Is 'ShenKong' the high-tech future combining Hong Kong and Shenzhen? (Photo: Benjamin Joffe)

Is ‘ShenKong’ the high-tech future combining Hong Kong and Shenzhen? (Photo: Benjamin Joffe)

What should Hong Kong be?

The question of the city’s strategy was underlying discussions on fintech, smart cities and the future of health during its week-long StartMeUp Innovation Festival.

Competition from Shenzhen

Hong Kong is generally seen as a place for finance, and Hong Kong’s fintech sector keeps growing despite some uncertainty due to regulations from Beijing. Yet, it is also facing increasing competition from Shenzhen.

Shenzhen’s GDP–$269 billion in 2015–has caught up with Hong Kong’s, which stood at $274 billion in 2013. GDP/capita will follow as Shenzhen’s workforce is transitioning from blue to white collar. The Shenzhen stock exchange–arguably overheated with sky-high price-to-equity ratios–has also become a serious competitor.

Aside from finance, Hong Kong is also seen as a gateway to China. But its time as such may too have passed. Companies who want to enter China today head directly to Beijing, Shanghai, Shenzhen or other cities.

Again, take Shenzhen, the “Silicon Valley for Hardware.” The city is the home of global technology leaders who could help define the future of the region: DJI (drones), Huawei (telecom) and BGI (genomics) are established champions, and more will grow. A door-to-door commute from Hong Kong Island to Shenzhen is a mere 75 minutes, but in the mind of many it is–like Silicon Valley and Napa Valley–a world apart.

A First Step Towards Synergies?

After years of negotiations, a new plan to develop a tech park has been decided for the ‘Loop,’ the land reclaimed from the river between Hong Kong and Shenzhen. Could this help the former become a net innovator with only 7 million people? Should Hong Kong be a facilitator for Mainland and foreign companies to leverage the strength of the combined ecosystems in finance, trade and manufacturing? Could it be a test market and springboard for Chinese innovation? A gateway to the West, perhaps?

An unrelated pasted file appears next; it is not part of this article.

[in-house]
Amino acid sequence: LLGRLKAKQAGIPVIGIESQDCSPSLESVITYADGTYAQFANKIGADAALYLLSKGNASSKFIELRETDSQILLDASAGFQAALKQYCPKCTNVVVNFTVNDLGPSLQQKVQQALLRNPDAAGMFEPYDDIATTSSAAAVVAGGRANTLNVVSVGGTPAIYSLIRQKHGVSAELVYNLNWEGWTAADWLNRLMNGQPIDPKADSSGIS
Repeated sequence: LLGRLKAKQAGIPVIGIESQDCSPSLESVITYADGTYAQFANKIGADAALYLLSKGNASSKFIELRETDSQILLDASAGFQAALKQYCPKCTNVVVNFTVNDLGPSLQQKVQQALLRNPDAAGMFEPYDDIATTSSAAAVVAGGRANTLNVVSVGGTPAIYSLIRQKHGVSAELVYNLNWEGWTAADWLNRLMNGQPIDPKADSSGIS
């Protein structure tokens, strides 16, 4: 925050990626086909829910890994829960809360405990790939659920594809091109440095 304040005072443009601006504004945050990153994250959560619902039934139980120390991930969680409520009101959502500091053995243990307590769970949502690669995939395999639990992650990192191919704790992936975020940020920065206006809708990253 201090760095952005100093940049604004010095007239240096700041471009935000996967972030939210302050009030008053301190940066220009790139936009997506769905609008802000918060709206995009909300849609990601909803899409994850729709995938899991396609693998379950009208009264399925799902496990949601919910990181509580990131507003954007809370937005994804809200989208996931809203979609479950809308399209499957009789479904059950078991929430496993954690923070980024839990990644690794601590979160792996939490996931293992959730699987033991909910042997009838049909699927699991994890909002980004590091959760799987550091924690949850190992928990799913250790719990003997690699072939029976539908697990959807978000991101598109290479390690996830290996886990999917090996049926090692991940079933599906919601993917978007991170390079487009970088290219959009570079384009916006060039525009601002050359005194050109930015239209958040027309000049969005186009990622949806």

The biggest complaints of foreign companies in Shenzhen are regarding visas, the Great Firewall and the lack of “first-world” entertainment. Putting aside whether distractions are beneficial to startups, perhaps the ‘Loop’ could help companies have the best of both worlds. Think about it: a sort of integrated metropolis–call it ShenKong–that blends advanced electronics, finance and healthcare. While the focus on the former two is obvious given the strengths of both cities, the developments happening in the healthtech sector should equally not be ignored.

The Healthiest People On Earth

Places like Thailand, India and South Korea have become popular destinations for medical tourism, but “ShenKong” is uniquely positioned to be a pioneer in next-generation healthcare and health technologies.

At the HealthTechAsia event last week, a representative of Hong Kong’s Hospital Authority gave an overview of the city’s progress on digitization, i.e. going from pen and paper in the ’90s to fully digital. The evolution includes computerized health records and dozens of mobile apps created to help professionals and citizens track conditions, book appointments, and measure efficiency of the whole system. Today, Hong Kong’s healthcare system ranks higher in performance than other developed nations.

Karin Munasinghe, Founder at APAC BioHealth Consulting, introduces HealthTechAsia 2017 (Photo: Benjamin Joffe)

Karin Munasinghe, Founder at APAC BioHealth Consulting, introduces HealthTechAsia 2017 (Photo: Benjamin Joffe)

Optimizing what exists is a first step, and the invited startups and speakers gave a broad view of what is coming next: telemedicine of course, but also genomics, microbiome treatments, robotics, bioprinting and healthtech devices including “wearapeuthics” that could complement or replace various therapies. Even virtual reality can be used to solve various conditions, for instance by re-wiring our brain to not feel “phantom pain.”

The increased expectations of the population and the challenges of aging will require not just optimization, but entirely new ways to deal with healthcare. ShenKong could be a great ‘proving ground’ for advanced health technologies–like select cities in the U.S. and around the world are for self-driving cars. The integration of the research and development ecosystems would help accelerate time-to-market while mainland China could also help lower the costs of clinical trials for new therapies.

Time will tell if ShenKong will give birth to “Gen H”–the healthiest generation on Earth.